The terms of the oath were deliberately designed to offend the consciences of the Presbyterian Covenanters. Those who would not swear "whether they have arms, or not" could be "immediately killed" by field trial "before two witnesses" on a charge of high treason. John Brown was included among those executed in this judicial process by John Graham on 1 May 1685; the wives and children of such men could be put out of their houses if they had spoken to the suspect or refused the oath themselves. In England the Oath of Abjuration denied the royal title of James II's heirs. In England, an Oath of Abjuration was taken by Members of Parliament and laymen, pledging to support the current British monarch and repudiated the right of the Stuarts and other claimants to the throne; this oath was imposed under William III, George I and George III. It was superseded by the oath of allegiance. In Ireland, the oath was imposed of state officeholders, lawyers, on the clergy of the established church in from 1703, the following year it was on all Irish voters and from 1709 it could be demanded of any adult male by a magistrate.
Another famous abjuration was brought about by the Plakkaat van Verlatinghe of July 26, 1581, the formal declaration of independence of the Low Countries from the Spanish king, Philip II. This oath was the climax of the Eighty Years' War. English post-Reformation oaths Papists Act 1716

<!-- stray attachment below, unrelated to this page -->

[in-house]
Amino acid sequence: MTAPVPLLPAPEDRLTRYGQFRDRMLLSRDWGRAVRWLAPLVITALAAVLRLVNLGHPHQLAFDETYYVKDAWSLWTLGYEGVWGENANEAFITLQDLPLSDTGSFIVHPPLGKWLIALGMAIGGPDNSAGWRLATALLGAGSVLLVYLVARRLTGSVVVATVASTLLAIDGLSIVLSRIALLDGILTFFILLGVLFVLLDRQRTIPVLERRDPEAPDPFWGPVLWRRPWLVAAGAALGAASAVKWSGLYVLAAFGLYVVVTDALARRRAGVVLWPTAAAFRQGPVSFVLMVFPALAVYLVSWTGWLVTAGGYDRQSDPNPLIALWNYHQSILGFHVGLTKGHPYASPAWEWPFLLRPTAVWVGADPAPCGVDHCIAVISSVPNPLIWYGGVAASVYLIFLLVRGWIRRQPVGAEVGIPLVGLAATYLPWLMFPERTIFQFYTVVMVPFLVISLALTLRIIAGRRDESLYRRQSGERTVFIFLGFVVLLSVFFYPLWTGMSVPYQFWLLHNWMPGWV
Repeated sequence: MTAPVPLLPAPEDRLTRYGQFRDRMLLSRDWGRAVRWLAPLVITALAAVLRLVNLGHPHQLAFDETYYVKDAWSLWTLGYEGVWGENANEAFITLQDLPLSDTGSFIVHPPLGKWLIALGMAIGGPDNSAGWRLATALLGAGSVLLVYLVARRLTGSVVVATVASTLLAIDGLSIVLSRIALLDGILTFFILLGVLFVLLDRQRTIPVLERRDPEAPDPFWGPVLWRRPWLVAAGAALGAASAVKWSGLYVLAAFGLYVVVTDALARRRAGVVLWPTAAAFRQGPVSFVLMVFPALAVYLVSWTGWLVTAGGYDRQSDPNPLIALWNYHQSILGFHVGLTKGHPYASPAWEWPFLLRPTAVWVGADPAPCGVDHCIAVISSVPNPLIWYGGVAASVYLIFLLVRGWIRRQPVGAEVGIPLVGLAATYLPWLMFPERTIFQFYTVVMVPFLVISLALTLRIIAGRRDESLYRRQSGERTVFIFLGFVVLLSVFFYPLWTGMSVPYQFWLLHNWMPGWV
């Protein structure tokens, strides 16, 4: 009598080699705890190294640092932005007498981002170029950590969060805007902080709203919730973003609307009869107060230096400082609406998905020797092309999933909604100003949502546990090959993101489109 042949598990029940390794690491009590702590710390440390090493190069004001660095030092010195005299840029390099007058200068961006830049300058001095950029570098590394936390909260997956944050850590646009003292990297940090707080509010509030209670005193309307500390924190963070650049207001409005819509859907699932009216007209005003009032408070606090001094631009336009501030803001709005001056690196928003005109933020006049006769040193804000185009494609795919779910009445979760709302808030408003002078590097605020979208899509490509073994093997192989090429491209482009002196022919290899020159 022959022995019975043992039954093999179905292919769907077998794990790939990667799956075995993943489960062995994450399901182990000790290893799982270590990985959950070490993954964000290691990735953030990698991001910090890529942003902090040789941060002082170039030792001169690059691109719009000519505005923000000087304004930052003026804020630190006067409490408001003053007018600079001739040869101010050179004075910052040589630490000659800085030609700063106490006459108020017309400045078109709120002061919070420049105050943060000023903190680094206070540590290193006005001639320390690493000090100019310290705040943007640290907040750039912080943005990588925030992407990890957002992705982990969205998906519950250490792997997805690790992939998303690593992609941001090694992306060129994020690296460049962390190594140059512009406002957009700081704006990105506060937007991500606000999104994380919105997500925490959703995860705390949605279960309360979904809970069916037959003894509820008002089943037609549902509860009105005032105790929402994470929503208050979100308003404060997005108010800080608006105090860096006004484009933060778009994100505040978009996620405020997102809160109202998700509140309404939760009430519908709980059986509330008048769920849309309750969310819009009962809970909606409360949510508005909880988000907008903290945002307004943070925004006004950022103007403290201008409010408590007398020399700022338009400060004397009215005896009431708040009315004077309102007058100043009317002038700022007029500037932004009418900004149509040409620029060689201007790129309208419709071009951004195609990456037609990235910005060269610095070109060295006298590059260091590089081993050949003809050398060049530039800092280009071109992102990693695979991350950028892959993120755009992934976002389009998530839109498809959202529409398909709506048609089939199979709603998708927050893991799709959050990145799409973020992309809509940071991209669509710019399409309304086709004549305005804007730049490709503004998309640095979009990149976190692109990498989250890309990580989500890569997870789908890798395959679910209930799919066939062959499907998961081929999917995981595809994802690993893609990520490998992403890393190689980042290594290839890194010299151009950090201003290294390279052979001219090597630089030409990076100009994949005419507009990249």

Al-Tujjar Caravansarai are the ruins of a caravanserai in the Lower Galilee, opposite the entrance to Beit Keshet. The caravanserai was established near Mount Tabor by Grand Vizier Sinan Pasha around 1581; the reason given for its establishment was that the place was insecure for merchants and people making pilgrimage, it was argued that if a khan was built, the place would become "inhabited and cultivated." The Turkish traveler Evliya Çelebi visited in 1649. He reported that: "It is a square, perfect fortress, built of masonry in the midst of a large, verdant meadow, it has a circumference of six hundred paces. The garrison consists of 150 men, it has a'double' iron gate facing north. Inside the fortress are between forty and fifty rooms for the garrison.... Inside the fortress is the Mosque of Sinan Pasha, an artistically constructed work, with a lead roof, full of light, its windows have light blue glass enamel fixed symmetrically with rock crystal. It measures eighty feet each side; the sanctuary has three graceful and lofty minarets—Praise be to the Creator, as if they were three young coquettish muezzins—and seven high domes.